Andie develops a theory about the Seattle serial killings, one which is tacitly accepted by FBI profiler Victoria Santos, brought in as an adviser. Andie's "bookend" thesis is that each victim is a mirror image of another. All three victims to that point had been killed in the same way -- strangulation by hanging, done with a triple-braided yellow synthetic rope similar to those used on ski tow lines. All the bodies were mutilated with multiple stab wounds after death. The first two, both male, were identical in terms of physical appearance, jobs, even the vehicles they drove, while the third, a woman, could be Beth Wheatley's double. The eventual discovery of a fourth victim, who also looks a great deal like Gus' missing wife, supports the theory but leaves the question of whether Beth herself is a victim up in the air.

Then Morgan receives a phone call, during which the silent person on the other end plays "Mary Had a Little Lamb" on the telephone key pad. She tells her father this was a secret signal she and Beth shared. When the call is subsequently traced to a phone booth in Oregon, a fifth victim's body is discovered nearby and she, too, is virtually identical to the other two female victims (and Beth). More to the point is the discovery of Beth's, and only Beth's, fingerprints on the phone. If she made the call, does that mean she is neither victim nor prisoner, but rather working with the serial killer?

With the case now crossing state boundaries, the FBI takes over and Andie is put in charge. Gus, meanwhile, hires a private detective and offers a major reward in the newspapers on his advice. This results in an inmate at the Washington Correctional Center for Women, Shirley Borge, calling Gus to claim she has information about his missing wife. She wants to negotiate concessions in her prison life in addition to receiving the money and, to prove what she has to sell is valuable, she directs Gus and the FBI to a used clothing store in Yakima, Washington, promising they will recognize that she is telling the truth based upon what they will find there. Andie goes undercover and gets a job at the store, but would never have picked up on the clue supplied by the inmate; however, Gus, on his own, also arrives in Yakima and recognizes a dress in the store's front window as having belonged to his missing wife.

Up to this point, Grippando has been telling a story which is interesting and engrossing on several levels. The mystery of what happened to Beth Wheatley and whether she is alive or dead, victim or accomplice, is a good one and its resolution is impossible to guess. Gus Wheatley emerges as a likable person who has made bad choices along the way and is now coming to grips with his own failings. The logical progression of the relatively untried Andie Henning into the role of chief investigator on this case has been nicely developed. All this has been done without resorting to cliché or melodrama: The attractive agent and distraught husband do not develop an immediate romantic attraction; and when Martha Goldstein arranges a clandestine meeting with Andie and, under the guise of being Gus' good friend, attempts to implicate him in his wife's disappearance, the agent recognizes the situation for what it is rather than jumping on the false trail of Gus as suspect.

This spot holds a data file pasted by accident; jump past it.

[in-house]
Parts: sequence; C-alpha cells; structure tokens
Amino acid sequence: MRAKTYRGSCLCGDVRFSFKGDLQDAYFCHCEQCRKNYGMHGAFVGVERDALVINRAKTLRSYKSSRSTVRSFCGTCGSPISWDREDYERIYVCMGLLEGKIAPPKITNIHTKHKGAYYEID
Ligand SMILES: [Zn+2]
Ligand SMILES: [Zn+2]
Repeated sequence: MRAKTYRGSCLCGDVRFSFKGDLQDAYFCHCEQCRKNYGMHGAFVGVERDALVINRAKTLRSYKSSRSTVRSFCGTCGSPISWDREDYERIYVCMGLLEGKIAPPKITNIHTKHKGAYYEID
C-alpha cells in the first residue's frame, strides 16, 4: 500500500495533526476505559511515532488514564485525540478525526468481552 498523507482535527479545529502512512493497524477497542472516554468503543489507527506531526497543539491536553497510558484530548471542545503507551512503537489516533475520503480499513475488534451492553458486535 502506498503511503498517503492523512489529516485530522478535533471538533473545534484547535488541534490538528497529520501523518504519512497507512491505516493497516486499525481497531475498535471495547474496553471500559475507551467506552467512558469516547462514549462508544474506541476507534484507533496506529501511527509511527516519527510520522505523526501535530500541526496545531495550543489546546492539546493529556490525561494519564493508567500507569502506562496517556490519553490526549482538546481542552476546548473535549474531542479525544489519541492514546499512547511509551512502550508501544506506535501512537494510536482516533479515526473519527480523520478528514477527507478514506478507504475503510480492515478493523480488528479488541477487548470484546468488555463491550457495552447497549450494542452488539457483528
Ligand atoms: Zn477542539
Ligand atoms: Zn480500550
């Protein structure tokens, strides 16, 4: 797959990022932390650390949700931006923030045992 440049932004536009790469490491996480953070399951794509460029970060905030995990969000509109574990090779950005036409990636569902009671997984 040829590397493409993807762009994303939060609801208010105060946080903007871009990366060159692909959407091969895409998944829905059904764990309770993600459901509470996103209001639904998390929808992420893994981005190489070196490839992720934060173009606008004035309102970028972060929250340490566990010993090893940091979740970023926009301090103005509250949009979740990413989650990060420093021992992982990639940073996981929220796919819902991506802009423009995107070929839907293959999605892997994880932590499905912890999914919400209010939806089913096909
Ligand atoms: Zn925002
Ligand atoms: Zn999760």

It is with a second discovery in Yakima that everything begins to go awry. Andie learns of the existence of a strange cult in the area and decides to infiltrate it in order to determine whether Beth Wheatley is, or was, a member. Gus, meanwhile, frustrated by what he sees as the FBI's unwillingness to aggressively pursue the case (Andie's foray into the cult world is unknown to him) and by circumstances which foreclose his getting any further information from prisoner Shirley Borge, begins taking matters even more into his own hands. He and his investigator, Dexter Bryant, start seeking out information and witnesses that one might have thought the FBI would have attended to long before. Both his and Andie's actions quickly lead to...

Well, what they lead to would be telling entirely too much, a line that the very nature of this book has already led me perilously close to crossing. I will note, at least, that the closing pages include the revelation of an accomplice to the killer's scheme whose role has been very neatly set up and which ties several loose ends together. Suffice it to say further only that what had been, within the context of the genre, a believable and intelligent story, suddenly erupts into slam-bang action and improbable derring-do. And it is not even entirely clear why.

To be fair, while I found the sudden shift in tone and texture in this novel's ending to be unsettling and disappointing, I admit it would not surprise me at all if some, perhaps many, readers disagreed with that assessment. At any number of popular resorts this summer, its perplexing duality obscured by the classic "willing suspension of disbelief" and a cold piña colada, Under Cover of Darkness may be hailed as the perfect beach read. | June 2000


Jack Curtin is a freelance writer and frequent January Magazine contributor, based in the Philadelphia area.